Our challenges in life have the tendency to divide us. Someone is dealing with cancer. Someone is struggling with the death of their child. Someone is attempting to overcome the emotional abuse of a parent. Someone has just been diagnosed with a mental disorder. Or a thousand other circumstances that all make us feel like we are unique in our struggle. And while each of us does experience these things in our own way, there’s a time when we must realize that our struggle absolutely unifies us. No being on the face of this earth exists without difficulty. And here we can begin to find a sense of community. Of connectedness. Of comfort in knowing that whether we are brown, black, man, old, young, woman, white, christian, or buddhist… we all encounter pain and difficulty. The longer we keep our stories of struggle to ourselves, the longer we must carry their burden, and the longer we let them have power in our lives. In sharing our stories, we lighten our load, and when we refuse to feel shameful about them, we can allow them to positively affect us. As we come around to the idea of this sort of "community," we begin not just to discover our truth, but to forge it--to create it as we make meaning out of difficulty. With a deep opening of our hearts we courageously step toward vulnerability, and we can let that vulnerability empower us to take what is difficult, turn it around, and use it to create a sense of humanity.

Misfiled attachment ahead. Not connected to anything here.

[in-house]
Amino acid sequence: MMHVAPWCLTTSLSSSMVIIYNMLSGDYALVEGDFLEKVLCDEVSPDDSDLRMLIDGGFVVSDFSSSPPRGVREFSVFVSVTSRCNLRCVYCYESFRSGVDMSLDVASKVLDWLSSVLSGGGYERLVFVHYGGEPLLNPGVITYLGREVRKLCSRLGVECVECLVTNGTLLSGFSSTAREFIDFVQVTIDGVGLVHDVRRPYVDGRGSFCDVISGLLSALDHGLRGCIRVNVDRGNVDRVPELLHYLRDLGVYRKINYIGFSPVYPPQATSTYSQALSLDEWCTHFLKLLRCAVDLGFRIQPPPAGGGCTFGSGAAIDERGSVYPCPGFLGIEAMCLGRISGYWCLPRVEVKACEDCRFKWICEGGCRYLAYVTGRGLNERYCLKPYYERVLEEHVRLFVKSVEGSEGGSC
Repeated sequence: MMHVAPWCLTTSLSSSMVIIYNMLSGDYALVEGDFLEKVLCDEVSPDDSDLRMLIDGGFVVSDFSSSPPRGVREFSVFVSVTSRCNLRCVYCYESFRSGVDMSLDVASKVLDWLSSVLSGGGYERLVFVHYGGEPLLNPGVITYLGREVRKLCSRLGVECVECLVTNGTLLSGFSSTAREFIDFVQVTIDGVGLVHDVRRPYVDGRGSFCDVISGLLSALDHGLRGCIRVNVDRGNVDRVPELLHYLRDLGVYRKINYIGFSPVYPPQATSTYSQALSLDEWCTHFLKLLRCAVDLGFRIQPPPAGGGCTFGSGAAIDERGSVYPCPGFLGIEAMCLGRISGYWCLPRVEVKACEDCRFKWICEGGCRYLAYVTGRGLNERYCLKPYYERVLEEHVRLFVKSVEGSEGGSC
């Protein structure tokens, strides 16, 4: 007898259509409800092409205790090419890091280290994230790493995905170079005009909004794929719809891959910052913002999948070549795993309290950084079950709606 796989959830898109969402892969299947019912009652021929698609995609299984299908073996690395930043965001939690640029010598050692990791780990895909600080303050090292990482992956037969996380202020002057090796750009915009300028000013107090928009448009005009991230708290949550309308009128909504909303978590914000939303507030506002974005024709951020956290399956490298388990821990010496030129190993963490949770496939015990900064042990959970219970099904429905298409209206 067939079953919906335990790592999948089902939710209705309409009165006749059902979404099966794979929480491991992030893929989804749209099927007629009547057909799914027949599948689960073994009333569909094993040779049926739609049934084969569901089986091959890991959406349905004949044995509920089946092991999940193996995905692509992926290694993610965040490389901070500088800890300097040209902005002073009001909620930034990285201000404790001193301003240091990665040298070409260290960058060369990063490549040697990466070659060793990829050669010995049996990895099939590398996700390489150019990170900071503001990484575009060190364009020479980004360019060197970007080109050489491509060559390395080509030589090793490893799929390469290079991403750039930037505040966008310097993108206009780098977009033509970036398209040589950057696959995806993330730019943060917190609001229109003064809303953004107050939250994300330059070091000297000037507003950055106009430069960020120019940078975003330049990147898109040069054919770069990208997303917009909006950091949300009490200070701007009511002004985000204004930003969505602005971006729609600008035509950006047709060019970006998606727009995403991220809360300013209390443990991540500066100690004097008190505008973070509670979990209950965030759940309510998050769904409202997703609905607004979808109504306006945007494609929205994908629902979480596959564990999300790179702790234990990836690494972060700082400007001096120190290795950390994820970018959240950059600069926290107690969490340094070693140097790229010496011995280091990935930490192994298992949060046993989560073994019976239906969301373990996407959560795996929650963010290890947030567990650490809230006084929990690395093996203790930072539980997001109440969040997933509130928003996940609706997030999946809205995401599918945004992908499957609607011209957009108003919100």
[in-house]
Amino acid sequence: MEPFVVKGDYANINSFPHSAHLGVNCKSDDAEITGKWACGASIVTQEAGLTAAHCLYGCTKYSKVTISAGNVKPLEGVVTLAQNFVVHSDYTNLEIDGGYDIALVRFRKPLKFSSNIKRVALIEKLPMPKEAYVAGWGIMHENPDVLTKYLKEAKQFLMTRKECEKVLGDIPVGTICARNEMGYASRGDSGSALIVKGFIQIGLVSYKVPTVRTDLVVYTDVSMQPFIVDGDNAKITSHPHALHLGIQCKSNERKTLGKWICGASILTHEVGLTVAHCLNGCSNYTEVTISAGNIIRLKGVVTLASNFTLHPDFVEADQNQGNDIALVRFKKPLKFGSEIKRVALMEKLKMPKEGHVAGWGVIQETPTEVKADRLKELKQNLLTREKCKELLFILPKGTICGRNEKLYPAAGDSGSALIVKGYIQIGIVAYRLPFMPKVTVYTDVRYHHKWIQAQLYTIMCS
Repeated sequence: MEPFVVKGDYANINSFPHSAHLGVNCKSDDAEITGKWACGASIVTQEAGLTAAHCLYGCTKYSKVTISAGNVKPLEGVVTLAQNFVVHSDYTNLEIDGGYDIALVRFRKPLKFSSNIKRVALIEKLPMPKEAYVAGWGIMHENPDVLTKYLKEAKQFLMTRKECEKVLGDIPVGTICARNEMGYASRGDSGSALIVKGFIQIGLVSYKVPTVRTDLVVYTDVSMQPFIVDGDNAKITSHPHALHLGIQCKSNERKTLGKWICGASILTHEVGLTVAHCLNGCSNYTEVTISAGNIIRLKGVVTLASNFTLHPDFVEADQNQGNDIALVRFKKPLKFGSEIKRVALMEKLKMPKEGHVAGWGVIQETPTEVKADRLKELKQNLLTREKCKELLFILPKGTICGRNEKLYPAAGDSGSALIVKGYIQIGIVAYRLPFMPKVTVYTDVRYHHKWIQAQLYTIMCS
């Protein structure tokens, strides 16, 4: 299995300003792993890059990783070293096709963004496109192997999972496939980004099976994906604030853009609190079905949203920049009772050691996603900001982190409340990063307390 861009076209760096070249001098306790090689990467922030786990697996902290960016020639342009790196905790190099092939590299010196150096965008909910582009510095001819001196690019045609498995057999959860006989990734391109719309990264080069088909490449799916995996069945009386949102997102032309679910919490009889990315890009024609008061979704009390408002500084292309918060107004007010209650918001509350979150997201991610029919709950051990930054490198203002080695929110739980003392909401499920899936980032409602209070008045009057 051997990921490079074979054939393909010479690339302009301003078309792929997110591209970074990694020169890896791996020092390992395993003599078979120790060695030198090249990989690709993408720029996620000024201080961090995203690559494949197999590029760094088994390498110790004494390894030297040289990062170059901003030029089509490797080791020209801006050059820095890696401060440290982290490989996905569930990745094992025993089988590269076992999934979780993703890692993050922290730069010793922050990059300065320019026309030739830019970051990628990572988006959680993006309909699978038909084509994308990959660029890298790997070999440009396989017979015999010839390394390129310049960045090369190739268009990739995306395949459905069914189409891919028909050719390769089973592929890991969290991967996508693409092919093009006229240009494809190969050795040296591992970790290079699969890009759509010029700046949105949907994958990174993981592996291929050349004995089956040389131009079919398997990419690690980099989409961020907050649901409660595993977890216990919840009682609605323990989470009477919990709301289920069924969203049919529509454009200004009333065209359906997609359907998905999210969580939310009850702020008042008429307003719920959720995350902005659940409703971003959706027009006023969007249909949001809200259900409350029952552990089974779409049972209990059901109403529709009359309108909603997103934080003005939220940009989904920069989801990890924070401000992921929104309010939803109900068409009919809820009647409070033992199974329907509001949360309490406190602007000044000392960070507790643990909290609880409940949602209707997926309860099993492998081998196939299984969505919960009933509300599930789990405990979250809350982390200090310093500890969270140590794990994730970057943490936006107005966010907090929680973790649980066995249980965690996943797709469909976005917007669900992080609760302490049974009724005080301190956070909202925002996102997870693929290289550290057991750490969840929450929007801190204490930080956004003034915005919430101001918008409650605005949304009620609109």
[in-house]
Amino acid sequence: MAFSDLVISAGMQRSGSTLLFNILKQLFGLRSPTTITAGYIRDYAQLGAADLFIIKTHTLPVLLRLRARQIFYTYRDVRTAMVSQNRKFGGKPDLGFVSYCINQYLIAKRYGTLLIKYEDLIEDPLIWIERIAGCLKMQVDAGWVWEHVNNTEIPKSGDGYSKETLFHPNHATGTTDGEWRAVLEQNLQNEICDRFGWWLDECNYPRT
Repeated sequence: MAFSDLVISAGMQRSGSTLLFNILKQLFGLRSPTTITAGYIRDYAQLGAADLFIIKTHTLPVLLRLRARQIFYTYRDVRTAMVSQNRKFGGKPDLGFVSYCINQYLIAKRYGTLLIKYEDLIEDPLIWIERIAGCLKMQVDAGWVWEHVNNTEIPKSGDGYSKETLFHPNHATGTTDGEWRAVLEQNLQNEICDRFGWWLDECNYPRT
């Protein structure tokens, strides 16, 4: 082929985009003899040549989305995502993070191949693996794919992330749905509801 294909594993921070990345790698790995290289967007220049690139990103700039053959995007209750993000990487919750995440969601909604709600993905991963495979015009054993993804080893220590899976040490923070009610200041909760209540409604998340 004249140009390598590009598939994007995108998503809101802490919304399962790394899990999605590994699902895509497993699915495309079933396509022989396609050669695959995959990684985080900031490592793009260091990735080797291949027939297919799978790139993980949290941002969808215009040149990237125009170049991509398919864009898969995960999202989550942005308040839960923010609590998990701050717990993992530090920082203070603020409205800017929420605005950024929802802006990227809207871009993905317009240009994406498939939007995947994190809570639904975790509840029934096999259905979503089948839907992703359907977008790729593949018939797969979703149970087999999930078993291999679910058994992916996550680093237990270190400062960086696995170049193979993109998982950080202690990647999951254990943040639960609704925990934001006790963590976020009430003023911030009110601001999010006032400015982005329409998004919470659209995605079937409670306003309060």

That isn't to say vulnerability is easy. To be vulnerable is to admit that we don’t have it all right. To be vulnerable is to admit that we have been hurt, and that we can still be hurt in the future—to admit that we have hurt others. It is to be unashamed of our emotions. To be vulnerable is to admit we’ve made mistakes. It is to open ourselves at the deepest level, stand there in front of someone in the full rawness of our life experience, and have no apologies about it. So while vulnerability is one of the scariest leaps one can take, it gives us the ability to look at another human being and know that they, too, have known pain. It allows us to look at one another and say “It’s ok. I’ve been there, too.” 

This experience can truly transform us as people. It transforms our relationships and our outlook on life. It lets us turn things upside down so we can stop saying “I am here DESPITE my struggles” and instead say “I am here BECAUSE of them.” With that, we take the first steps on a long journey toward the discovery of our identities, and we realize it isn't the ease of life but the misfortunes that create the power of our stories. It is within our story of struggle that we find community; from this sense of community we can look for the meaning in difficulty, and I, for one, am thankful for my difficulty. I hope you are, too. 

In health,

Sean